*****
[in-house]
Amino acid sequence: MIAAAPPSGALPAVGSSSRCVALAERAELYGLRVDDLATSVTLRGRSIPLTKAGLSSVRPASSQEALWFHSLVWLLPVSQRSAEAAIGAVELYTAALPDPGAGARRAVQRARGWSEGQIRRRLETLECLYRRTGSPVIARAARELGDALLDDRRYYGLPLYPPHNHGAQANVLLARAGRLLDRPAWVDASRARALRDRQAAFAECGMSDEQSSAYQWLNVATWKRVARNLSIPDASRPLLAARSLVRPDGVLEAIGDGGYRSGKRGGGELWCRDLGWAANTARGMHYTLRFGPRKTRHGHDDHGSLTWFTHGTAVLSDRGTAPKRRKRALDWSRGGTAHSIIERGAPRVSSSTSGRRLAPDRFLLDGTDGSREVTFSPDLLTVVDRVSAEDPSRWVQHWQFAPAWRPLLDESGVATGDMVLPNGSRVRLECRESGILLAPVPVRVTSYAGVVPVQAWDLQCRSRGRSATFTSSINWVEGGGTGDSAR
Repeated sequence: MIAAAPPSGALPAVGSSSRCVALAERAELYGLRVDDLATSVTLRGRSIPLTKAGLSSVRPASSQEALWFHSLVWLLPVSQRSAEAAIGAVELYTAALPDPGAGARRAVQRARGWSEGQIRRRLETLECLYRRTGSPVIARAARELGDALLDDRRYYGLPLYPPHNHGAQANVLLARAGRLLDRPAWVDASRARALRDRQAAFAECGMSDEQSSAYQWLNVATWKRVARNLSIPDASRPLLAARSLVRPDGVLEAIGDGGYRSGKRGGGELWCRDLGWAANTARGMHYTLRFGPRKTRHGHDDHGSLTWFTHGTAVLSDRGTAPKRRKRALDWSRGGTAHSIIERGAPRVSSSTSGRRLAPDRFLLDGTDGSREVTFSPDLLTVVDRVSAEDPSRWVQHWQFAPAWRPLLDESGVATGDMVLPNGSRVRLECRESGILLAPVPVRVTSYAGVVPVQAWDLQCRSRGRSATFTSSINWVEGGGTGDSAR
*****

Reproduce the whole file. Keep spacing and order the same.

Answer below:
[in-house]
Amino acid sequence: MIAAAPPSGALPAVGSSSRCVALAERAELYGLRVDDLATSVTLRGRSIPLTKAGLSSVRPASSQEALWFHSLVWLLPVSQRSAEAAIGAVELYTAALPDPGAGARRAVQRARGWSEGQIRRRLETLECLYRRTGSPVIARAARELGDALLDDRRYYGLPLYPPHNHGAQANVLLARAGRLLDRPAWVDASRARALRDRQAAFAECGMSDEQSSAYQWLNVATWKRVARNLSIPDASRPLLAARSLVRPDGVLEAIGDGGYRSGKRGGGELWCRDLGWAANTARGMHYTLRFGPRKTRHGHDDHGSLTWFTHGTAVLSDRGTAPKRRKRALDWSRGGTAHSIIERGAPRVSSSTSGRRLAPDRFLLDGTDGSREVTFSPDLLTVVDRVSAEDPSRWVQHWQFAPAWRPLLDESGVATGDMVLPNGSRVRLECRESGILLAPVPVRVTSYAGVVPVQAWDLQCRSRGRSATFTSSINWVEGGGTGDSAR
Repeated sequence: MIAAAPPSGALPAVGSSSRCVALAERAELYGLRVDDLATSVTLRGRSIPLTKAGLSSVRPASSQEALWFHSLVWLLPVSQRSAEAAIGAVELYTAALPDPGAGARRAVQRARGWSEGQIRRRLETLECLYRRTGSPVIARAARELGDALLDDRRYYGLPLYPPHNHGAQANVLLARAGRLLDRPAWVDASRARALRDRQAAFAECGMSDEQSSAYQWLNVATWKRVARNLSIPDASRPLLAARSLVRPDGVLEAIGDGGYRSGKRGGGELWCRDLGWAANTARGMHYTLRFGPRKTRHGHDDHGSLTWFTHGTAVLSDRGTAPKRRKRALDWSRGGTAHSIIERGAPRVSSSTSGRRLAPDRFLLDGTDGSREVTFSPDLLTVVDRVSAEDPSRWVQHWQFAPAWRPLLDESGVATGDMVLPNGSRVRLECRESGILLAPVPVRVTSYAGVVPVQAWDLQCRSRGRSATFTSSINWVEGGGTGDSAR